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Indian Case Summary

Dr. N.G. Dastane vs Mrs. S. Dastane on 19 March, 1975 – Case Summary

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In the case of Dr. N.G. Dastane vs Mrs. S. Dastane on 19 March, 1975, the Supreme Court of India was presented with a complex matrimonial dispute. The case was brought forward by the appellant, Dr. Narayan Ganesh Dastane, who sought the annulment of his marriage with the respondent, Mrs. Sucheta Dastane, or alternatively, a divorce or judicial separation. The grounds for these requests were fraud, unsoundness of mind, and cruelty, respectively.

Facts of the Case

Dr. Dastane and Mrs. Dastane were both highly educated individuals with respectable social standings. They were married in May 1956, when Dr. Dastane was 27 and Mrs. Dastane was 21. Prior to the marriage, Mrs. Dastane’s father had informed Dr. Dastane’s father that she had previously suffered from sunstroke and cerebral malaria, which had affected her mental condition temporarily. However, she had been treated and was now cured. The couple lived together in various locations due to Dr. Dastane’s work commitments and had three daughters.

The marital discord began to surface in 1961, with both parties alleging ill-treatment by the other. The appellant alleged that the respondent had treated him with cruelty, causing him to fear for his life. The respondent, on the other hand, accused the appellant of desertion and extreme cruelty. The appellant filed for a judicial separation in February 1962.

Issues Raised

The appellant sought annulment of the marriage on the grounds of fraud, alleging that the respondent had been treated for schizophrenia prior to their marriage, not sunstroke and cerebral malaria as had been represented to him. He also sought divorce on the grounds of the respondent’s alleged unsoundness of mind and judicial separation on the grounds of cruelty.

Court’s Observations

The court, in its judgment, rejected the appellant’s claims of fraud and unsoundness of mind. However, it held that the respondent was guilty of cruelty and granted a decree for judicial separation. Both parties appealed this decision to the District Court, which dismissed the appellant’s appeal and allowed the respondent’s, resulting in the dismissal of the appellant’s petition.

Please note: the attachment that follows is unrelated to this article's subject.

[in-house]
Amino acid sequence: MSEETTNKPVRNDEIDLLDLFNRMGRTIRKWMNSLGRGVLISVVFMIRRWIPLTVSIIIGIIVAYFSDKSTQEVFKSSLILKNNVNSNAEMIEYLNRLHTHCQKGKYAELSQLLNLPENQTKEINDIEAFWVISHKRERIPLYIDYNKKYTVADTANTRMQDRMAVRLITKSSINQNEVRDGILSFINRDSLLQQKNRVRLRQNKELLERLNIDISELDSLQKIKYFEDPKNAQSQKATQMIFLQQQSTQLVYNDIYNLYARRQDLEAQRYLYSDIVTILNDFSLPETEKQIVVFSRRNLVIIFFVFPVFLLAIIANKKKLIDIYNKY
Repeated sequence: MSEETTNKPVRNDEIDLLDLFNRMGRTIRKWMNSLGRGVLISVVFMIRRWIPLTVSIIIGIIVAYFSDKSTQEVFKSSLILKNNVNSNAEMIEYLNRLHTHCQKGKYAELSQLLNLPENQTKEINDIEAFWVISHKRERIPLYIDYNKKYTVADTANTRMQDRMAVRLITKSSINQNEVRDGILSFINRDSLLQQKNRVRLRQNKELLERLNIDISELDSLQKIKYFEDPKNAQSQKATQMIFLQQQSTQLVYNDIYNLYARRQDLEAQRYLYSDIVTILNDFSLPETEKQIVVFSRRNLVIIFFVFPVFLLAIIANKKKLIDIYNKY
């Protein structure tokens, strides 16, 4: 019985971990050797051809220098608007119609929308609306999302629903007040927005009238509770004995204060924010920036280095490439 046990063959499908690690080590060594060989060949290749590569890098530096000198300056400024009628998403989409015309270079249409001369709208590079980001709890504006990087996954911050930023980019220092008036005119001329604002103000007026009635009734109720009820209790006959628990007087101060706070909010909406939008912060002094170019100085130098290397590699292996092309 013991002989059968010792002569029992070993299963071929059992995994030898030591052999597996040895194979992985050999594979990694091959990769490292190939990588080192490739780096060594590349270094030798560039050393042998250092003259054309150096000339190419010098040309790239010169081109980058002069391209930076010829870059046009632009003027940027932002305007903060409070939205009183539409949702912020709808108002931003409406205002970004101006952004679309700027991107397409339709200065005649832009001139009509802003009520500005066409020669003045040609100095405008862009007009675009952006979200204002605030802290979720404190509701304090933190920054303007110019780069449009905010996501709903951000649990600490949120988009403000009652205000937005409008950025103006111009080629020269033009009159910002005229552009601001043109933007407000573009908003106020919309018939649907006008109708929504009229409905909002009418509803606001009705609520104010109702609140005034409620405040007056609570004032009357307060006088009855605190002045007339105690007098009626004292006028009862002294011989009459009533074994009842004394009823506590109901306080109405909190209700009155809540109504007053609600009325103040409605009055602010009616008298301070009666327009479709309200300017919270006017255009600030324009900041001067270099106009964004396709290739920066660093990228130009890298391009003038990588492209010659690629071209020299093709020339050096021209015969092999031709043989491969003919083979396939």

The appellant then appealed to the Bombay High Court, which also dismissed his appeal. The Supreme Court granted special leave to appeal, limited to the question of judicial separation on the grounds of cruelty.

The Supreme Court found that the High Court had erred in its approach to the case, particularly in its application of the standard of proof required in matrimonial cases. The court clarified that the standard of proof in civil cases, including matrimonial cases, is a preponderance of probabilities, not beyond a reasonable doubt as the High Court had held.

The Supreme Court also clarified the meaning of “cruelty” under Section 10(1)(b) of the Hindu Marriage Act, stating that it must be of such a character as to cause a reasonable apprehension in the mind of the petitioner that it would be harmful or injurious for the petitioner to live with the other party.

The Supreme Court concluded that the High Court’s approach to the case was erroneous and its findings were vitiated. It undertook the task of considering the evidence in the case, which it found necessary due to the long duration of the proceedings. The Supreme Court’s decision on the matter is not stated in the provided content.